By Will Ross
Uganda is one of the few nations to have turned a burgeoning Aids crisis into a relative success story.
When Florence Mohoro was diagnosed with HIV in the early 1990s, HIV prevalence in Uganda was well above 10% and reported as up to 30% in some urban areas.
Florence Mohoro has lived for 11 years with HIV
Doctors gave her two years to live. Eleven years later, living a full life on anti-HIV drugs, she looks back and laughs at the prognosis.
Similarly for the country, although the government says Aids has killed close to a million people and orphaned nearly two million children, the worst predictions have not come to pass.
A massive government education programme from the early 1990s made Uganda the first country in sub-Saharan Africa to reverse its own Aids epidemic.
Florence remembers well the dull-toned drum beats that preceded every news bulletin, followed by the message "Aids kills".
"I was definitely scared, but somehow death seemed to be remote - for somebody else but not me," she recalls.
Six years earlier, the then Minister of Health, Doctor Ruhakana Rugunda, had faced harsh criticism from fellow African colleagues when he announced at the World Health Assembly that Uganda faced HIV and Aids.
"They told me I was portraying Uganda and Africa in a bad light by admitting to such an embarrassing disease," he remembers.
The statistics show that this early openness paid off. The Health Ministry now estimates that 6.2% of the population carry the virus.
While doubts have been raised over the accuracy of these figures, there has clearly been a fall in HIV prevalence since the early 1990s and this is evident in localised changes.
For example, figures recorded at an antenatal clinic in central Kampala show a drop from 24.5% being HIV positive in 1989 to 8.5% by 2002.
President Yoweri Museveni made it a government policy to be open about HIV and Aids. He insisted that the topic was included in sex education in schools.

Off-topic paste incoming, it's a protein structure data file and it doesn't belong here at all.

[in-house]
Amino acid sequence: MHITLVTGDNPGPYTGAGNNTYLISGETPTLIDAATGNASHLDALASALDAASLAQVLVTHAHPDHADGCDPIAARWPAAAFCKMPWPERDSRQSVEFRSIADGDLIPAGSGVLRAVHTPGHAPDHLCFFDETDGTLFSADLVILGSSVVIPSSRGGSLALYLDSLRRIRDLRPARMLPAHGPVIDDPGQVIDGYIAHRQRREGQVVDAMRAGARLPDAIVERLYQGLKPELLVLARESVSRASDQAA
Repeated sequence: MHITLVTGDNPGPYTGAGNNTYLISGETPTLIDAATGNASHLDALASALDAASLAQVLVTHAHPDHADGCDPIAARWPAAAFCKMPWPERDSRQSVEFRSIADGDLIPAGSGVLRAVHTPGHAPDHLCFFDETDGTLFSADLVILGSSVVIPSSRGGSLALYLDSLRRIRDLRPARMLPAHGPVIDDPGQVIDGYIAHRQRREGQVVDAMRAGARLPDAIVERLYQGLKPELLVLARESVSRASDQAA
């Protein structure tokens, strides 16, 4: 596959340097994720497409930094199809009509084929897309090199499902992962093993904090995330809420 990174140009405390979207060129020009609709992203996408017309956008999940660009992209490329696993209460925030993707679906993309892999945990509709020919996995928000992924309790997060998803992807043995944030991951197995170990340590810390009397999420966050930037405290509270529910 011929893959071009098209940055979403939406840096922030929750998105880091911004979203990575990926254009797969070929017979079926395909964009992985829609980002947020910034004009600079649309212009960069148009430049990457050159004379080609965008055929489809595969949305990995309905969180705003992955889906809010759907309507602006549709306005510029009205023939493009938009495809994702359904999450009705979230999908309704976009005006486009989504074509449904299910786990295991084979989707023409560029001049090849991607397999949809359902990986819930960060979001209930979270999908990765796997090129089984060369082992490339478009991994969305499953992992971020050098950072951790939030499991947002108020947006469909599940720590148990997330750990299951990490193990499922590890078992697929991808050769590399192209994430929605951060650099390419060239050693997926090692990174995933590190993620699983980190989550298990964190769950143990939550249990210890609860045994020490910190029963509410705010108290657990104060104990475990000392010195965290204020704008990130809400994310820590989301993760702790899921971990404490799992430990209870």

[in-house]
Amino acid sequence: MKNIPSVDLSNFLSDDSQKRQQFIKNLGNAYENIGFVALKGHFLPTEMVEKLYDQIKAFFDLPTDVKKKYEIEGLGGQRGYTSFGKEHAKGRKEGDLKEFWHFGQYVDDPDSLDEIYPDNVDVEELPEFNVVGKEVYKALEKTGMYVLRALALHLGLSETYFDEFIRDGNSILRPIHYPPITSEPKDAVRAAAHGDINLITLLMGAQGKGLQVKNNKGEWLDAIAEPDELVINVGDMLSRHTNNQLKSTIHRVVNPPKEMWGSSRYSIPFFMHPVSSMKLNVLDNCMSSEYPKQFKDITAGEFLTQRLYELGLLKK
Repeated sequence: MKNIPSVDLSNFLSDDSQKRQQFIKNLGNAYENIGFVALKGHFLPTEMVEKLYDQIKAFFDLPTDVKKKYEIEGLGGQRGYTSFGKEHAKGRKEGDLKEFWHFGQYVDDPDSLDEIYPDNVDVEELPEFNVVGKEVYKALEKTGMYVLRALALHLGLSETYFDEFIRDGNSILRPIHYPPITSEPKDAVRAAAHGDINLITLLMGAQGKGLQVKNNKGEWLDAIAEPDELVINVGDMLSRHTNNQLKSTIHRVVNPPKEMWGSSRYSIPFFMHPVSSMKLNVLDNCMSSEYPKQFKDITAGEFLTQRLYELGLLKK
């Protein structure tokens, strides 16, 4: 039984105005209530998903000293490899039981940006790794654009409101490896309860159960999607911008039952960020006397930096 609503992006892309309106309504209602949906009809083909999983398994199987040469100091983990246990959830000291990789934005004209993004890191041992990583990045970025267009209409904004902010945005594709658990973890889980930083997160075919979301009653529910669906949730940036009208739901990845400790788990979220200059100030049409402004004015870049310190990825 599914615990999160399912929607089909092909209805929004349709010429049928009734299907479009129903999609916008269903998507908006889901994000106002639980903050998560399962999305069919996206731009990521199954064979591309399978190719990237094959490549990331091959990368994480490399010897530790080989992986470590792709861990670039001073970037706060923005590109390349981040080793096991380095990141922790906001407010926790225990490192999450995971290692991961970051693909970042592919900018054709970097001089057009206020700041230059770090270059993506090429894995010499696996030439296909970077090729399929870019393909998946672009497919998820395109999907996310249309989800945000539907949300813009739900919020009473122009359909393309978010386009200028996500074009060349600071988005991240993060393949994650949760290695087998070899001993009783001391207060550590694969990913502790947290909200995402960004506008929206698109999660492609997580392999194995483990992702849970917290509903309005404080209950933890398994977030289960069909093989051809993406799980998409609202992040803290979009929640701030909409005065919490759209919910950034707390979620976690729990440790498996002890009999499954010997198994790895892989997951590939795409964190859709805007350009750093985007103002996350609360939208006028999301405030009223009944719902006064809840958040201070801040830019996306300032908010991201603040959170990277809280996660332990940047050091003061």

Professor Francis Omaswa, the director of health services at Uganda's Health Ministry, is convinced that the government's warning broadcasts worked.
"I have heard many personal testimonies of men who were ready to have sex and then they heard the radio and put their trousers back on," he says.
But it was only when the campaigns began to focus on living positively with HIV and Aids that they began to erode stigma and denial.
Uganda has been campaigning on Aids since the late 1980s
Ugandan musician Philly Lutaaya greatly contributed by being one of the first to announce he was HIV-positive.
In 1987, the National Aids Control Programme was launched. In the same year, the widely-respected Aids Support Organisation, known as TASO, was founded by a group of HIV-positive volunteers.
Easy as ABC
The Ugandan approach has been dubbed the "ABC" strategy, with the emphasis firstly on abstinence, then on being faithful and thirdly on condoms.
At the Ministry of Health, Mr Omaswa is quick to claim that condoms have not been the main reason for the drop in HIV rates:
"Condoms have a place in the control of HIV/Aids. But more importantly, the sexual behaviour in Uganda has changed. There is more responsible sex - full stop," he states.
But young people are not so sure. The organisation Straight Talk makes radio programmes and a newspaper for distribution in schools.
At Kitante Hill secondary school, Samuel Nangira, a member of a club set up by Straight Talk, says that few teenagers are abstaining from sex - they prefer to rely on condoms.
While progress has been made in raising awareness, few people living with HIV and Aids are able to access life-prolonging antiretroviral drugs, even though prices have fallen.
Currently the most common drug combination costs $27 a month.
An estimated 15,000 Ugandans are taking the drugs, but over 150,000 desperately need them.
The Joint Clinical Research Centre is the main supplier of these drugs. Its director, Doctor Peter Mugenyi, is concerned that without an effective information campaign, the drugs will not be used properly and will become less effective as the virus mutates.
"People need to know that these drugs are delicate and if not used correctly, resistance will occur. That danger is real," he warned.
A task force from the Ministry of Health has been addressing this very question, but many health professionals say the country is not well prepared for antiretroviral drugs.
Meanwhile despite being told she only had two years to live Florence Mahoro works energetically for the Aids Information Centre. Her drugs are paid for by a sponsor.